Feline road safety charity, CatsMatter, is hoping to see a change in the treatment of cat road traffic accidents (RTAs) with the help of the Labour party.
In January, the charity’s co-founder Mandy Lowe met up with MP Sue Hayman, Shadow Secretary of State for Environment, Food and Rural Affairs, to discuss new legislation requiring motorists to report accidents where an animal has been injured.
The law that CatsMatter has proposed is to fine drivers who fail to stop when they hit a cat.
Currently, according to the Road Traffic Act 1988, it is not required by law to report it to police if a cat or a fox has been hit with a car. The only animals covered by the law are dogs, goats, horses, cattle, donkeys, mules, sheep and pigs.
This means that often, run over cats are left on the side of the road while their owners are unaware of where they might be.
The charity proposed a new legislation as it did not want cats to be included in the Road Traffic Act.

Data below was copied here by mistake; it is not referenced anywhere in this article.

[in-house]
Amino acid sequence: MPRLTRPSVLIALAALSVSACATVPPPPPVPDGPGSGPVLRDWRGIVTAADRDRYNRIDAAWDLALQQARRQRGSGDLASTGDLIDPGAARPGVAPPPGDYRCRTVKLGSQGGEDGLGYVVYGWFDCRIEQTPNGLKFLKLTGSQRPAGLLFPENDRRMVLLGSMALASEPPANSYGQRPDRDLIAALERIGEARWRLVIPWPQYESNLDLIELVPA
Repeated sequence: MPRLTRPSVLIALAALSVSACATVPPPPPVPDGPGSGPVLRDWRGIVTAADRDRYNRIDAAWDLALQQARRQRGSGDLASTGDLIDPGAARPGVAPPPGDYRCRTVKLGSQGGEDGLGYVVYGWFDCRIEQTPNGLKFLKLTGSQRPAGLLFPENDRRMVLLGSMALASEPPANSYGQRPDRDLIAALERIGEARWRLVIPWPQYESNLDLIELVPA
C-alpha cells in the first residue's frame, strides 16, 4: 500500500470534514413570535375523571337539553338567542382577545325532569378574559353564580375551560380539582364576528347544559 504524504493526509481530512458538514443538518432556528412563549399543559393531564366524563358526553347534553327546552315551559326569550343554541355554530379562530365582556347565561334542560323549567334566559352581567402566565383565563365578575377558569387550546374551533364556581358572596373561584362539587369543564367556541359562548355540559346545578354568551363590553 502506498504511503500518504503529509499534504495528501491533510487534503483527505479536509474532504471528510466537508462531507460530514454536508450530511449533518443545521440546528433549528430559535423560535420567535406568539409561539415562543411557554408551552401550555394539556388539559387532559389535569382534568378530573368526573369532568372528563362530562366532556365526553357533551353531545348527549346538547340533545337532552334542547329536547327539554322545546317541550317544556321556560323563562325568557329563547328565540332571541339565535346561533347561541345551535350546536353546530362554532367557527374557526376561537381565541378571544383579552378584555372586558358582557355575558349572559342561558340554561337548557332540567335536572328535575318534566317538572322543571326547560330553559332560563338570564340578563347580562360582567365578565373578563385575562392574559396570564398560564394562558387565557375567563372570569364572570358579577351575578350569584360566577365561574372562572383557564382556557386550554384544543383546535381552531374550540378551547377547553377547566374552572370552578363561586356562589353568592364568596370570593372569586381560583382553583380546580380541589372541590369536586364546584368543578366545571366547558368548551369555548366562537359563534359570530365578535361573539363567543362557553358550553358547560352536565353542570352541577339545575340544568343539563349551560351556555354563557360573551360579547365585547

CatsMatter said: “The law does not protect dogs lives on our roads. The Act is designed to ensure the persecution of these animal’s owners should one wander in to traffic endangering, not their own lives, but that of the drivers.”
When the Labour Animal Welfare manifesto was released last week (14 February), CatsMatter’s leglislation was included under the domestic animal section, stating that the new law would “require motorists to report accidents where an animal has been injured.”
A draft of the legislation is being reviewed by DEFRA and Labour officials.